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# Small Sample Statistics

## Small Sample Statistics

(OP)
Greetings,

4.10, 3.98, 4.86, 4.39, 4.57, 4.44

I am being asked "what is the error." Thery want to know what the +/- is on my numbers. I have averaged them (4.39) and said +/- 2SD. I am tracking changes - so I will make these same measurements under a different condition and want to know if they are statistically different. But at the new condition I will only have two values.

How can I answer this? And does it make a difference if I discard the first two results (procedural error).

Thanks.

### RE: Small Sample Statistics

What "error" are you trying to define:  measurement error, material variability, process variability, ??  If you have 2 sets of data and want to determine whether the data sets are from the same population or are statistically different, then you can use a t-test.  However, with this few of data points in each set (4 and 2), there will have to be a very large difference in the data set means for the difference to be significant.  Futher, the estimate of the population standard deviation with only 4 or 6 measurements is is not going to be very good, so to quote an "error" as +/-nSD is not likely to be useful.

### RE: Small Sample Statistics

Calculate an average of all measurements (=4,39). Then calculate (xi-xavg) for each measurement, sum the differences(-0,29;-0,41;0,47;0;0,18;0,05) and divide by the number of masurements(=6) to get 0,233.This is called (according to terminology in my books)"the average absolute error of measurement".Divide it by the average(4,39)and multiply by 100 and this is relative percent error of measurement.
There is another way, namelly  to estimate the inerval  where the average will be found with a certain probability:calculate the average(=4,39) and stdev(=0,3187),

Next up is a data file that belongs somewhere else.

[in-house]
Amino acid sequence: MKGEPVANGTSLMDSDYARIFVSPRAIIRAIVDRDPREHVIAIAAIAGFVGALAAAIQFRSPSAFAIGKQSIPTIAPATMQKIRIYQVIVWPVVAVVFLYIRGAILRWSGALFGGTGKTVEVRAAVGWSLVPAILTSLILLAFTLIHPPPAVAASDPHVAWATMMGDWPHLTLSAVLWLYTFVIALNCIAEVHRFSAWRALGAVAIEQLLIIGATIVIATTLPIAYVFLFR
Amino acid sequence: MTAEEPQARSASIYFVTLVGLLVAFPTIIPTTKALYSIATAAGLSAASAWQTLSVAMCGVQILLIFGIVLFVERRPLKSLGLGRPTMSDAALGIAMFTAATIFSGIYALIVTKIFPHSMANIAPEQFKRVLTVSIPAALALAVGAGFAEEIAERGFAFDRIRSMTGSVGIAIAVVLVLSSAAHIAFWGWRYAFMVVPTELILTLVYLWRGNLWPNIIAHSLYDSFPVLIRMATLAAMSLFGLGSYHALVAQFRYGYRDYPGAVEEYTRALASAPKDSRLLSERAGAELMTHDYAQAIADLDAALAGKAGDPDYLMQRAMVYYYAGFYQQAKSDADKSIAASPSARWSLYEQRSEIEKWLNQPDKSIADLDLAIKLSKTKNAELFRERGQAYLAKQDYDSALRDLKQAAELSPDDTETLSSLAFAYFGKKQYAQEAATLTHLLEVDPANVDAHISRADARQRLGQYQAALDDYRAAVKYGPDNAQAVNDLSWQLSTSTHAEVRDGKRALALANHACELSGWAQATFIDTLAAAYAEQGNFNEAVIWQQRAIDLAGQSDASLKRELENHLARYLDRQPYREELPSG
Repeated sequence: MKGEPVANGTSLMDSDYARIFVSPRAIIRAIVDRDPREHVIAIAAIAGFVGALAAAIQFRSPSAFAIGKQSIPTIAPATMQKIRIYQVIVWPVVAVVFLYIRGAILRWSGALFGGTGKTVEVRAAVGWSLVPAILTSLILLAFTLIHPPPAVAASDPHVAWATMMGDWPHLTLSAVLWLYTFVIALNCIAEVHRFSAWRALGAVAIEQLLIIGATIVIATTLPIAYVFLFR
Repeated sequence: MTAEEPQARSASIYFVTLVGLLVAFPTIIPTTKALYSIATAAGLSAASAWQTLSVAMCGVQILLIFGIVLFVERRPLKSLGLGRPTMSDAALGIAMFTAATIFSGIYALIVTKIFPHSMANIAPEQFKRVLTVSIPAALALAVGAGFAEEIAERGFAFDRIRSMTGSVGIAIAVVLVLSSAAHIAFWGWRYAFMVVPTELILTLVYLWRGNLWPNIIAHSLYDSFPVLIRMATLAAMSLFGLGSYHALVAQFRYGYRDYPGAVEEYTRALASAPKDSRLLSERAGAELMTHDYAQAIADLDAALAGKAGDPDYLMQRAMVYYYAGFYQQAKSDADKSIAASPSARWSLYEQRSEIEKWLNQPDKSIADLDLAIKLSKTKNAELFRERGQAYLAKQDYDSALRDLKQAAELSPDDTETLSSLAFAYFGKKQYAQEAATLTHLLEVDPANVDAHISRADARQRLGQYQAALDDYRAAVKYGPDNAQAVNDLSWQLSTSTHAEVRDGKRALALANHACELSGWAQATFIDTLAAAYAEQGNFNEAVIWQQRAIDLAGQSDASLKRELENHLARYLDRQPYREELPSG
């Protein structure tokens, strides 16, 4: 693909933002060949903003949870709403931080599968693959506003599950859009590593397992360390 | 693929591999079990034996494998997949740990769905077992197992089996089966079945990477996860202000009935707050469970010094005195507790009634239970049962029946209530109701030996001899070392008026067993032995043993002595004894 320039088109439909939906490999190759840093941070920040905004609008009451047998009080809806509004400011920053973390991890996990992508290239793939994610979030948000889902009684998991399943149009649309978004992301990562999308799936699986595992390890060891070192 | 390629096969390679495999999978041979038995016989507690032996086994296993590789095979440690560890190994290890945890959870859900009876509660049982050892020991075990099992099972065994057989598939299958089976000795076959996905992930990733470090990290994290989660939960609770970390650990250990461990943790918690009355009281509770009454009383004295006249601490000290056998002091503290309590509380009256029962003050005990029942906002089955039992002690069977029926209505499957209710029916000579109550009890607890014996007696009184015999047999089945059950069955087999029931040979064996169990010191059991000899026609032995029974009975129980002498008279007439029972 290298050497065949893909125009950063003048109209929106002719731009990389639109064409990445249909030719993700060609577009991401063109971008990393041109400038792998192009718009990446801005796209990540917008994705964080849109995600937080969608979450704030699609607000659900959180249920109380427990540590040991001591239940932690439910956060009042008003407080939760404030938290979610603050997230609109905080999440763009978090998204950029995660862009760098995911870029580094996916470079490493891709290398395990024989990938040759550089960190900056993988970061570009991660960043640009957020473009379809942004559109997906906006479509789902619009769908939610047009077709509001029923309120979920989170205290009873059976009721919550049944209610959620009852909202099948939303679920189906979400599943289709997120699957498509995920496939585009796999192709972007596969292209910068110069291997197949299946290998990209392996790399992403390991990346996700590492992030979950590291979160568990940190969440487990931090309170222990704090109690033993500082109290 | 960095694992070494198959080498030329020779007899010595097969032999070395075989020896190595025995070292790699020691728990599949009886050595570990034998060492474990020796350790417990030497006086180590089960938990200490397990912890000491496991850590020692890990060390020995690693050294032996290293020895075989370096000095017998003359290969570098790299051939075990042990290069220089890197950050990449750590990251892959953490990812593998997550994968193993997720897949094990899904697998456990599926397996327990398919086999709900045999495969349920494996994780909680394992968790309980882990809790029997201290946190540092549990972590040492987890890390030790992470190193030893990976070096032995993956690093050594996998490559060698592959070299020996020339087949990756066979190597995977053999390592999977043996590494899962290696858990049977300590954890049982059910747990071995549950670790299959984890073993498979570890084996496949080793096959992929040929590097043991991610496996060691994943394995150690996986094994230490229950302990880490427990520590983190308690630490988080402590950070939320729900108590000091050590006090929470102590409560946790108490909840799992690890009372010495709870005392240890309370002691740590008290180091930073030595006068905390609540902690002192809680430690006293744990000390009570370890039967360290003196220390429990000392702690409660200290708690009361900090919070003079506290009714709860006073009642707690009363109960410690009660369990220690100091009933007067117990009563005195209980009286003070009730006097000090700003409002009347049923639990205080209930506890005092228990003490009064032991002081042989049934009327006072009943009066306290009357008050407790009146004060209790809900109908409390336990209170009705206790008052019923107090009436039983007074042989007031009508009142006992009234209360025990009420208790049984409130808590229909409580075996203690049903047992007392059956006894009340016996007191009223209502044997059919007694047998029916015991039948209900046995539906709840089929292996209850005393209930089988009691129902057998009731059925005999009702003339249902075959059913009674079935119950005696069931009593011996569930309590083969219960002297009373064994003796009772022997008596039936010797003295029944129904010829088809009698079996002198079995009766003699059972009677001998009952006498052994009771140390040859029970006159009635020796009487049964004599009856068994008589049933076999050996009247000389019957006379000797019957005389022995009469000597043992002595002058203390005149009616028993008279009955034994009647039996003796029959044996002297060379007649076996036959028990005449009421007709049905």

number of degrees of freedom N-1 (=5) and from tables find out the value of students t for double sided alfa=0,01(=3,36)and calculate the term t*stdev/sqrt(N-1)(=3,36*0,3187/2,36)=0,478.
So your average value will be 98% likely  in the range 4,39-0,478...4,39+0,478.
You can find the students t in excel:
choose confidence limits CL[%]
calculate alfa=(100-CL)/100
call TINV(alfa, N-1)
m777182

### RE: Small Sample Statistics

(OP)
Thanks m777182. That looks good.

For SWC.... here's the story. I have a single value at many (~50) conditions. I've been asked to repeat one condition ~10 times to "determine the scatter." Soon I will have 12 values at condition X. The confidence limits and student't t-test is where I was leaning.

It is not practical to test each condition 10 times. But in this case it is reasonable to assume the multiple tests at condition X will be representative of all tests(literature confirms this).

### RE: Small Sample Statistics

The "scatter" you determine at condition X can be assumed to represent the scatter at the other 49 condtions, PROVIDED that the test measurement error is not a function of the conditions and the variability of the process is not a function of the conditions.  Both are assumptions that you have to validate based on your knowledge of the measurement method and the process that you are measuring.

### RE: Small Sample Statistics

I think that your problem calls for an approach that is known as Experimental Design. It will lead you to the best solution with the least expencive(=time consuming) sequence of steps and with the hihgest statistical confidence.
m777182

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